That box was my pride and joy; I was determined to make a box my grandpapa would be proud of.  It’s your basic six-sided box with a bottom and a lid, but each angle was perfectly cut by hand.  The old man wouldn’t allow any power tools in his shop, even after we finally got electricity out to the barn so he could work at night.  Power tools would just as soon take off your arm as wood, he always said.  The box itself is pine but that cross inlay on the lid is a single piece of walnut.  I told him it was a box for transporting one of his crosses, but he just went on and on about what kind of a cross didn’t use the Golden Ratio of height to width and this box was way too long and narrow to be of any use for carrying a cross and, besides, why he would put a cross of walnut, cherry, or maple into a plain old pine box?

I found the wood for it one sunny day when we were out scouting for trees to fell; some for firewood, some for lumber, all for sometime in the future after the wood had cured.  Mother went with us that day.  She would look for new sprouts in the cherry orchard, especially around trees that the old man decided were ready for timber.  She would take the trowel out of her kitchen apron, put on her old work gloves, and make a ring of soil around each little tree, then sprinkle dried twigs and leaves within it to catch and retain the rain so the little tree would have a fighting chance.  The old man just scoffed and said if the good Lord wanted a cherry tree there He would grow one.  She said nothing in return, simply went on with her work.  Before we left the cherry orchard though she did say the harvest had not been what it used to be.  When we got to the walnut stand, the old man started salivating over this one great old tree while Mother was picking up nuts and loading them into the fold of her apron.  I took this opportunity to look for a particular pine I’d seen the year before that ought to be just right for the box I had in mind.  Sure enough, it was perfect, but I had a devil of a time, some weeks later, felling, hauling, and sawing that thing all by myself.  Soon they were calling me and I joined them in the sugar maples, which hadn’t produced a drop of syrup in years.  He found a couple of younger trees for smaller crosses while Mother and I strolled through the meadow, enjoying the heady scent of alfalfa, chasing the butterflies.  When he joined us again, she turned and looked wistfully at the maple grove and I saw the scowl she shot in his direction even if he didn’t; he had already turned and started back to the house, eagerly anticipating next year’s harvest of hardwoods.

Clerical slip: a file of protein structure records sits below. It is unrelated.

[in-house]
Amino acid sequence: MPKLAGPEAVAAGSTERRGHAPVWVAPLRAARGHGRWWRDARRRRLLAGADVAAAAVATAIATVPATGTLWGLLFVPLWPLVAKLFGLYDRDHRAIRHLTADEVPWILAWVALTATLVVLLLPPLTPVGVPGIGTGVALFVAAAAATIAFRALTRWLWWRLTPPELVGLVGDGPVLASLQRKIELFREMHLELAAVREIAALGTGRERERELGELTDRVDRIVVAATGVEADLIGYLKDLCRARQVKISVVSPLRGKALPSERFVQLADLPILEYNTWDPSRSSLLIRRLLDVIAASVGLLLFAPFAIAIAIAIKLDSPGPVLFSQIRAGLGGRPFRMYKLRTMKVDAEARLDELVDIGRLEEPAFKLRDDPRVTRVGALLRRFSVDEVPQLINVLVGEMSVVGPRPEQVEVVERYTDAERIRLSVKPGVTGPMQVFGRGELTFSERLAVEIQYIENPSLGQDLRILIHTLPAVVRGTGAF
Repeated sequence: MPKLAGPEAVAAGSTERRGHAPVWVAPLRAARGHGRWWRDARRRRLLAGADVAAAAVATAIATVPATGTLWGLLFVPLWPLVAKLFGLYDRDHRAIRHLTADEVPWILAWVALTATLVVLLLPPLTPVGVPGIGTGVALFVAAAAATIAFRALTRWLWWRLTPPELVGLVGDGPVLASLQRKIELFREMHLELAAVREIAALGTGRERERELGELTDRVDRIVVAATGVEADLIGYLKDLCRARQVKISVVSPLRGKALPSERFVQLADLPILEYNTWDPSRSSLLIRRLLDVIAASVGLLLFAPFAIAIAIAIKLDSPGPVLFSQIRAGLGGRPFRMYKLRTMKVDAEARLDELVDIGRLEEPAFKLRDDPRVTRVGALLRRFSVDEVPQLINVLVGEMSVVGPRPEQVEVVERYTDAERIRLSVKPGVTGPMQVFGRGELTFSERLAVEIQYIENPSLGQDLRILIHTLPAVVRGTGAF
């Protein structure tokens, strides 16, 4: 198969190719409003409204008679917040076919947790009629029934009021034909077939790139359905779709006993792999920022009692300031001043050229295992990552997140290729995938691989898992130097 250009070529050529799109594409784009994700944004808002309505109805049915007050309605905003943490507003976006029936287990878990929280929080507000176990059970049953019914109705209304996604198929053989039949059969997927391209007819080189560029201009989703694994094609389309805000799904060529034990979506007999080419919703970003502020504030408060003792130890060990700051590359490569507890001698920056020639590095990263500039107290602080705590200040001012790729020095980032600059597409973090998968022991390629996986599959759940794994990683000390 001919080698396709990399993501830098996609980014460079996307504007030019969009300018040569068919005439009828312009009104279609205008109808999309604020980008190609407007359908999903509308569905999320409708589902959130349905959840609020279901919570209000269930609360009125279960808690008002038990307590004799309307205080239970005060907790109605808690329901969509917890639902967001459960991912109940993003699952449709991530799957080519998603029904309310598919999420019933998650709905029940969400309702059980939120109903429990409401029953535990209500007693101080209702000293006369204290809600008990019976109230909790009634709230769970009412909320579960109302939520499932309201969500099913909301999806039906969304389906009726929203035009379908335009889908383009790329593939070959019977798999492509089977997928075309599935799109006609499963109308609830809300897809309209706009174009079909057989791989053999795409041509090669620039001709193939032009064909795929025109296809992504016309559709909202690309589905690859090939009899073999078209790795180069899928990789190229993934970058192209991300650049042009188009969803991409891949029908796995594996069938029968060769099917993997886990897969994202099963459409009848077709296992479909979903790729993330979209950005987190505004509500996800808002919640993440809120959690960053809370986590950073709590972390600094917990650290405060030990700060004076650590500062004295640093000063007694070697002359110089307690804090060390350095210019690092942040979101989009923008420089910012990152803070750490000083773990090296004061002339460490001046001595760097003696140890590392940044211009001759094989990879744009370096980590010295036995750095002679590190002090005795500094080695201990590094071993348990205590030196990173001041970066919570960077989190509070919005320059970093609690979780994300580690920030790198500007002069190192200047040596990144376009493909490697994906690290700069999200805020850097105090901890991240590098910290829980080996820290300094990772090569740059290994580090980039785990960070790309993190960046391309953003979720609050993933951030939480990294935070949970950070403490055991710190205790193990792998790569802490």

He made that cross over the altar there from the walnut tree he selected that day, over forty years ago.  Of course, I had to help him fell the giant and haul it into the sawmill in the back of our old wagon.  When we had crosscut it, I counted seventy-eight rings.  It was way too big for our little mill behind the barn, so he ended up giving away half the lumber to the local mill operator just so he could have enough to make that cross.  Oh, he got a few smaller crosses out of it too, but I always thought he got took on that deal.  As a matter of fact, that walnut inlay in the lid is one of his many rejects from the same tree.  After his cross was finally finished and we had hung it over the altar, everybody shook his hand and congratulated him on his fine craftsmanship, and he just sat there in his pew, shaking their hands and nodding, smiling, saying the good Lord made trees with many branches; his job was to turn them into crosses.  I kept my head bowed most of the time, but when I looked up I had the same thought you must be thinking right now:  It’s crooked.